On the contrary, whole blood is a complex combination of various components that not only fill blood vessels and raise blood pressure but also prevent hemorrhagic shock, thereby enabling the adequate delivery of nutrients and oxygen.

Combat medics of the Azov Brigade. Credit: Azov Brigade/TG channel

However, until a recent government resolution on 30 June 2023, such transfusions by non-medically educated personnel would have been illegal. The resolution marked a pivotal change, establishing supply chains for blood accessibility not just in aid stations but also in transport during evacuation. It signaled a move from a prohibitive stance to a more complex yet effective strategy of training and permitting such procedure.

The Medical Command had mandated that only individuals with medical education were to carry out battlefield transfusions, a point of contention since combat medics were often the only medical personnel available before evacuation. This policy faced criticism, as it restricted life-saving procedures.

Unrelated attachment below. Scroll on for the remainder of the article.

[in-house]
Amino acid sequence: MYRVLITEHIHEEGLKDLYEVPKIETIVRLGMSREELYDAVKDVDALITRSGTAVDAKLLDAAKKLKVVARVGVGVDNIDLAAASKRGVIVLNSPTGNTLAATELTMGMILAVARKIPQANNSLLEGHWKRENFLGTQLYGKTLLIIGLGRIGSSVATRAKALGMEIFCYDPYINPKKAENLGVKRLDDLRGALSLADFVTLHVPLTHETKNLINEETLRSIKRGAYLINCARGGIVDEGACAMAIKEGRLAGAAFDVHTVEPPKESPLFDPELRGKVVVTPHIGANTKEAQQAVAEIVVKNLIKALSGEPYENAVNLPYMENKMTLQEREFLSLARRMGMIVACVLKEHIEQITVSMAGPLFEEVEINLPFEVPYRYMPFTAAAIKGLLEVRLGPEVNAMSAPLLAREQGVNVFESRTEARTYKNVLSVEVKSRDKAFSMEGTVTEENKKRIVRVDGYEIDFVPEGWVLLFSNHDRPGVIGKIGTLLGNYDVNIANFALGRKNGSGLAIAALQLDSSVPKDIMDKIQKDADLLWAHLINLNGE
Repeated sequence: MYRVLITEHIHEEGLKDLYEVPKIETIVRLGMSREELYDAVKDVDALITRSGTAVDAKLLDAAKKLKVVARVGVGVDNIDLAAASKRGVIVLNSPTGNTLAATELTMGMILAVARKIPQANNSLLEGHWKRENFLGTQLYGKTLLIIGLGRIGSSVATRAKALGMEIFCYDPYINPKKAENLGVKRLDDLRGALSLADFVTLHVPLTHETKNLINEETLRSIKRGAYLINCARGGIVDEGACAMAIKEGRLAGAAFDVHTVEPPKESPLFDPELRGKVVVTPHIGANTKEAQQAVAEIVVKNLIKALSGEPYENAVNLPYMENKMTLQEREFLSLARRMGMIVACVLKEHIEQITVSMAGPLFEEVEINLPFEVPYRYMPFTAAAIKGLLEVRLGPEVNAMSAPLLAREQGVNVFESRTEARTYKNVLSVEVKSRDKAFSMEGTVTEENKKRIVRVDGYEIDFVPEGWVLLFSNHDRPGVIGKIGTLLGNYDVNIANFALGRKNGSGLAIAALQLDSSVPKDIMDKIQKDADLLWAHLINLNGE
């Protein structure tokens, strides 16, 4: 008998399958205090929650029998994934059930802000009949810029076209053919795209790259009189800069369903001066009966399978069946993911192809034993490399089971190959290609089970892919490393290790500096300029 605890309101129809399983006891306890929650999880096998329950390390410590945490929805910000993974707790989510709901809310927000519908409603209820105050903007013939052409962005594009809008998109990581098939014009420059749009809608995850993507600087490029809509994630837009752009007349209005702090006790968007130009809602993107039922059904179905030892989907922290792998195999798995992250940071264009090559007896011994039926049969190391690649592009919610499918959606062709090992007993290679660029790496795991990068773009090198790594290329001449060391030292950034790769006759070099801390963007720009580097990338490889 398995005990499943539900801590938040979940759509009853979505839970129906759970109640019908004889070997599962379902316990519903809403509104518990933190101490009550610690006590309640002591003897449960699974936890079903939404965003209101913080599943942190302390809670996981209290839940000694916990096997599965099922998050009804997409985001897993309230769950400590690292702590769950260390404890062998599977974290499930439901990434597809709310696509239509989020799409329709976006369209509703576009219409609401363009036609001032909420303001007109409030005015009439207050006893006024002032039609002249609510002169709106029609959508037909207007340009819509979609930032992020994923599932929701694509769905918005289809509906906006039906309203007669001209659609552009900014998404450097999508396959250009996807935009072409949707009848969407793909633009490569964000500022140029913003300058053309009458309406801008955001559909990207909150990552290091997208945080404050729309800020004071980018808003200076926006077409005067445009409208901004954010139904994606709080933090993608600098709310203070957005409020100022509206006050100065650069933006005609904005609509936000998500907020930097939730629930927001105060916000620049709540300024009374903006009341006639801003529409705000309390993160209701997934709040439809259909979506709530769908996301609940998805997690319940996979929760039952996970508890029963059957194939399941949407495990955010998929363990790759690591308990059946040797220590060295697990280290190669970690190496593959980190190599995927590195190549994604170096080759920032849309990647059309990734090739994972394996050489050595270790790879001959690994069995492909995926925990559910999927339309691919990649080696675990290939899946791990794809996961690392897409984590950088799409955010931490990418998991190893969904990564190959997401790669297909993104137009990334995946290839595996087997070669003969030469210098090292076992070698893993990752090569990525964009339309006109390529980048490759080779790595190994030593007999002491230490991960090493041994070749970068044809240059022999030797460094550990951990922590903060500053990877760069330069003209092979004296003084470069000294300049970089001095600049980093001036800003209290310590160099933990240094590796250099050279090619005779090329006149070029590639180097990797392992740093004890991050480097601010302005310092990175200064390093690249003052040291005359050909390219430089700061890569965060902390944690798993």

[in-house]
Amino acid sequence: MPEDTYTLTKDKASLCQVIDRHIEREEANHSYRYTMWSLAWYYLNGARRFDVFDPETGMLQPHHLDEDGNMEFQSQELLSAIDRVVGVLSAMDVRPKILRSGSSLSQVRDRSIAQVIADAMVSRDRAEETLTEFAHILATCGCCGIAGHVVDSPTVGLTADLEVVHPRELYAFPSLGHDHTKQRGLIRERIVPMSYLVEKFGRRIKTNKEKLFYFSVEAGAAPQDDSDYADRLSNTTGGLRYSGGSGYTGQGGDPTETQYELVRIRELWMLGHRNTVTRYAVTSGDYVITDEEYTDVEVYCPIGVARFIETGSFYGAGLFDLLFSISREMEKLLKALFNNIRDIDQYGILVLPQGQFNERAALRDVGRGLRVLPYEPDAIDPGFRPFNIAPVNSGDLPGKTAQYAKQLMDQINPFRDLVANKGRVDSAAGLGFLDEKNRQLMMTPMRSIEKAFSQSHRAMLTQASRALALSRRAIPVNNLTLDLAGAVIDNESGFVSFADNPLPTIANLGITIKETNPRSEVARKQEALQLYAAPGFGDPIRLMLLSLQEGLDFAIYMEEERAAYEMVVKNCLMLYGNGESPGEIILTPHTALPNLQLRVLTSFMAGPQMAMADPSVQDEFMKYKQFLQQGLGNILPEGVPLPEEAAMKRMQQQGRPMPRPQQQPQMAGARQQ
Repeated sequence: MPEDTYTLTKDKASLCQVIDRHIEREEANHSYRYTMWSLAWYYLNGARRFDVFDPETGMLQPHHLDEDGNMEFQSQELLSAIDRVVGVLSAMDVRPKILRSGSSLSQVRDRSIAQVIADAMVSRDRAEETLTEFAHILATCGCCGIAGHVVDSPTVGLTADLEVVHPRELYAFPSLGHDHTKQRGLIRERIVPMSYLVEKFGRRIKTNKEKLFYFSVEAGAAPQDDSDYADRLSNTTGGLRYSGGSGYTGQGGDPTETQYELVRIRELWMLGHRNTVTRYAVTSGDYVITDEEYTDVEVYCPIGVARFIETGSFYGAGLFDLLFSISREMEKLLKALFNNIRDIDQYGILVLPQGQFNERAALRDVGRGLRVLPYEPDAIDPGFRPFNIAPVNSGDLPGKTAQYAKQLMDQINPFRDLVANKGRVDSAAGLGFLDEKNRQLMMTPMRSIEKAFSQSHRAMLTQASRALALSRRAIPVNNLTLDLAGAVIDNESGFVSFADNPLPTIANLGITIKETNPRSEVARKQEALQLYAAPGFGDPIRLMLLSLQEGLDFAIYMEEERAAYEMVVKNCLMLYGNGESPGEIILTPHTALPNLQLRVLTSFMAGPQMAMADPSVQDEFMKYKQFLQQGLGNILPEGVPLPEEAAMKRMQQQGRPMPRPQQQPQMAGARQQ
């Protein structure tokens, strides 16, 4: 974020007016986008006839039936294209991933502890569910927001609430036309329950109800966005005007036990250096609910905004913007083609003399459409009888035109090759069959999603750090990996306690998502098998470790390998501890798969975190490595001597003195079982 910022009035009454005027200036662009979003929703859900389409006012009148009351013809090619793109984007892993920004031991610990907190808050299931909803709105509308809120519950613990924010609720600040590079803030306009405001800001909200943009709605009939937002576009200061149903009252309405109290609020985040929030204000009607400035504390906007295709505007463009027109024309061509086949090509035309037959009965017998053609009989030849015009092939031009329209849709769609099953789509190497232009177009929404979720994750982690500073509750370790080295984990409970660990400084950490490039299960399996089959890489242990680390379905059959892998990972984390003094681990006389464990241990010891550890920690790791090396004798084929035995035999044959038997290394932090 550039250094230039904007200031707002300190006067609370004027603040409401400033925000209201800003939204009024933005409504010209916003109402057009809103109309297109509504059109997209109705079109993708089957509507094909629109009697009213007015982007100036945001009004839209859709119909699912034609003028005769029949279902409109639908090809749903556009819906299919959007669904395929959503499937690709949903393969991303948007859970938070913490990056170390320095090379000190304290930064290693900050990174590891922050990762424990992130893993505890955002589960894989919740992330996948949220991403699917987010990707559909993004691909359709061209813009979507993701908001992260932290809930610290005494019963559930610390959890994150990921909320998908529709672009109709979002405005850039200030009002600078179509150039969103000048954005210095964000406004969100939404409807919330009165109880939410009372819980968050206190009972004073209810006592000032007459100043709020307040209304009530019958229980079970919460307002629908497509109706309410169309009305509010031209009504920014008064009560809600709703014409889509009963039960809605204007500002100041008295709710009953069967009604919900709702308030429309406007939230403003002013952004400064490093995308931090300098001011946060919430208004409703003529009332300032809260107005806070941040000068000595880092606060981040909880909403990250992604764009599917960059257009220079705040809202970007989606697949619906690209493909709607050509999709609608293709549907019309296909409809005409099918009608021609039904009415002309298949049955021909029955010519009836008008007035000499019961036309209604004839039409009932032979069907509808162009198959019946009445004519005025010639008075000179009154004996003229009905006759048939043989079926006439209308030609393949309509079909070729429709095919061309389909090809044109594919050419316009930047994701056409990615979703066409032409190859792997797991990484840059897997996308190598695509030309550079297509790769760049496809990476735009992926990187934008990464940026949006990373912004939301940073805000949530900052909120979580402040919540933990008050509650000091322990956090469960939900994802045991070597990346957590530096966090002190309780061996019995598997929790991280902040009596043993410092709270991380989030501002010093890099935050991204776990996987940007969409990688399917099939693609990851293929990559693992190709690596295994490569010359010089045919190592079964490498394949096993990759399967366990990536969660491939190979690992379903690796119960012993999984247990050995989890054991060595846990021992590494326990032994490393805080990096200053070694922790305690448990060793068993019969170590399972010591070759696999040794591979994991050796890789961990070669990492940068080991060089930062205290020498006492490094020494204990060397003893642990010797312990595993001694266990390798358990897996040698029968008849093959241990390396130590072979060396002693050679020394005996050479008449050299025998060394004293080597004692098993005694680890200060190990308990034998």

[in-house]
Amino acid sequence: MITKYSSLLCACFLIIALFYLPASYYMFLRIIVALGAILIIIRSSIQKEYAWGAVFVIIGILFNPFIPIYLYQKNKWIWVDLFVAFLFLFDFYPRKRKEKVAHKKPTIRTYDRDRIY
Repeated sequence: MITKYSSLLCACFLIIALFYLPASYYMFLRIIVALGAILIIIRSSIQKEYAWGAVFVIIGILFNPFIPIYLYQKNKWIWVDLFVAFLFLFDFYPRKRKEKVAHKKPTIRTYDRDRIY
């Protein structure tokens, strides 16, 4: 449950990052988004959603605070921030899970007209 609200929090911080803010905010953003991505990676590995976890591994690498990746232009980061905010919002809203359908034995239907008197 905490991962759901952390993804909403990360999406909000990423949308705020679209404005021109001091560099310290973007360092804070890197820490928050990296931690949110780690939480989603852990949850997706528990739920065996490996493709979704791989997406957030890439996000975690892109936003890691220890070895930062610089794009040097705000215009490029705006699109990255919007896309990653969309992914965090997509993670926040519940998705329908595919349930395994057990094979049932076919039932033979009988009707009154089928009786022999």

The law allowed blood transfusion to be performed by those with specific qualifications to work with blood, such as anesthesiologists, transplant specialists, transfusion specialists, vascular surgeons, and other medical professionals or military personnel who underwent a special training program.

The Health Ministry required that both combat medics and doctors receive specialized training to qualify for performing transfusions.

The combat medic role was introduced into Ukraine’s armed forces in 2017 with the intent to supersede sanitary instructors, as outlined in the Strategic Defense Bulletin. However, the formal duties for this role were not established, leading to a legal grey area. The Medical Command’s concern was to avoid breaching Criminal Code Article 138, which pertains to “Illegal medical practice.” Nevertheless, many tasks performed by medics, like starting IV lines and administering painkillers and antibiotics, technically constituted medical treatment and were thus, under the law, potentially illegal when performed by non-medically licensed individuals.